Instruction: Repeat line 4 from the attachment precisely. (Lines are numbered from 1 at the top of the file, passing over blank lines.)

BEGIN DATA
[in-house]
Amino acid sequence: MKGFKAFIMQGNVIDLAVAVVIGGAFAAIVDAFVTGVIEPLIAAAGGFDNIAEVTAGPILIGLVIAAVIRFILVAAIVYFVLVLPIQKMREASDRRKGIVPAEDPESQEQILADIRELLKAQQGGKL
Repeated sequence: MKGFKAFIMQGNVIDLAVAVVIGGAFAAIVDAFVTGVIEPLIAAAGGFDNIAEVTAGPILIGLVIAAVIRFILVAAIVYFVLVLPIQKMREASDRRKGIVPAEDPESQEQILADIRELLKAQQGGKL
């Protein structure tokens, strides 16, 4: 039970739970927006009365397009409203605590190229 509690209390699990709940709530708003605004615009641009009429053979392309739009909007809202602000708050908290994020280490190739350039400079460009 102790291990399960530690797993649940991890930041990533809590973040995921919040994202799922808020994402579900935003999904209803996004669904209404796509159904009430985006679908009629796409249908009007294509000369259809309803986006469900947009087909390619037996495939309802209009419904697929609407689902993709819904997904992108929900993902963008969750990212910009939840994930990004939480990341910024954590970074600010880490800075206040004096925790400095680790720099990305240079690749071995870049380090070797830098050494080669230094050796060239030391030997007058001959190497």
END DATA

């Protein structure tokens, strides 16, 4: 039970739970927006009365397009409203605590190229 509690209390699990709940709530708003605004615009641009009429053979392309739009909007809202602000708050908290994020280490190739350039400079460009 102790291990399960530690797993649940991890930041990533809590973040995921919040994202799922808020994402579900935003999904209803996004669904209404796509159904009430985006679908009629796409249908009007294509000369259809309803986006469900947009087909390619037996495939309802209009419904697929609407689902993709819904997904992108929900993902963008969750990212910009939840994930990004939480990341910024954590970074600010880490800075206040004096925790400095680790720099990305240079690749071995870049380090070797830098050494080669230094050796060239030391030997007058001959190497």